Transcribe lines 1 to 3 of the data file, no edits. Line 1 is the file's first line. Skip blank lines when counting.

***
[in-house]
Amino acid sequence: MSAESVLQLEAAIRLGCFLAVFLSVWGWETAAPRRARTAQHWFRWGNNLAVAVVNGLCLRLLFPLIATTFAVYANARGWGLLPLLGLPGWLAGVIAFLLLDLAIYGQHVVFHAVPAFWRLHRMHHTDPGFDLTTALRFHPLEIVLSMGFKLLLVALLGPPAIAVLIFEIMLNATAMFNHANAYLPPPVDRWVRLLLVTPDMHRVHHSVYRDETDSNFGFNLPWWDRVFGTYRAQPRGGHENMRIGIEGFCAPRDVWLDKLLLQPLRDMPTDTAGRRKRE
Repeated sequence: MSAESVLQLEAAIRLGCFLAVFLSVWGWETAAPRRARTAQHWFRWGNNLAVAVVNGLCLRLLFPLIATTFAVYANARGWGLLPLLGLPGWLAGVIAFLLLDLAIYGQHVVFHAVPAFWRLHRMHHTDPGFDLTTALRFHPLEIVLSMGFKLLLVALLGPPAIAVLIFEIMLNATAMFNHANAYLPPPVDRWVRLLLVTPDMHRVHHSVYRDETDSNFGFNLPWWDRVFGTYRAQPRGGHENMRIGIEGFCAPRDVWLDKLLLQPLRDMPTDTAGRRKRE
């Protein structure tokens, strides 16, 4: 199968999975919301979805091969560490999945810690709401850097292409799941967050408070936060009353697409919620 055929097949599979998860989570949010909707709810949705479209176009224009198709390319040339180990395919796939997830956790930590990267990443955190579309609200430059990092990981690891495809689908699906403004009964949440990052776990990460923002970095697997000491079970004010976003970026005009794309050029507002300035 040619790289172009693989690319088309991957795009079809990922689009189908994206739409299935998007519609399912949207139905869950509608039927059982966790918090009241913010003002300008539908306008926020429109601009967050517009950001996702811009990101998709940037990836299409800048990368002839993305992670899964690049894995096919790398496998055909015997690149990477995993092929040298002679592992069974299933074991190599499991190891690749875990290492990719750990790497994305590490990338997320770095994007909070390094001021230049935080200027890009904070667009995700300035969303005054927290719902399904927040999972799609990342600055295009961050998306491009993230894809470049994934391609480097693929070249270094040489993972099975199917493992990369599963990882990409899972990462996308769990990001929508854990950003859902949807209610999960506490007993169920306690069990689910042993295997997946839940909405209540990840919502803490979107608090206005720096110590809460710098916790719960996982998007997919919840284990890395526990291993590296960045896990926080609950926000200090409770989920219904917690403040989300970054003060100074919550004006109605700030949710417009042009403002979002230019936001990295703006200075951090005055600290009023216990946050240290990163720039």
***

[in-house]
Amino acid sequence: MSAESVLQLEAAIRLGCFLAVFLSVWGWETAAPRRARTAQHWFRWGNNLAVAVVNGLCLRLLFPLIATTFAVYANARGWGLLPLLGLPGWLAGVIAFLLLDLAIYGQHVVFHAVPAFWRLHRMHHTDPGFDLTTALRFHPLEIVLSMGFKLLLVALLGPPAIAVLIFEIMLNATAMFNHANAYLPPPVDRWVRLLLVTPDMHRVHHSVYRDETDSNFGFNLPWWDRVFGTYRAQPRGGHENMRIGIEGFCAPRDVWLDKLLLQPLRDMPTDTAGRRKRE
Repeated sequence: MSAESVLQLEAAIRLGCFLAVFLSVWGWETAAPRRARTAQHWFRWGNNLAVAVVNGLCLRLLFPLIATTFAVYANARGWGLLPLLGLPGWLAGVIAFLLLDLAIYGQHVVFHAVPAFWRLHRMHHTDPGFDLTTALRFHPLEIVLSMGFKLLLVALLGPPAIAVLIFEIMLNATAMFNHANAYLPPPVDRWVRLLLVTPDMHRVHHSVYRDETDSNFGFNLPWWDRVFGTYRAQPRGGHENMRIGIEGFCAPRDVWLDKLLLQPLRDMPTDTAGRRKRE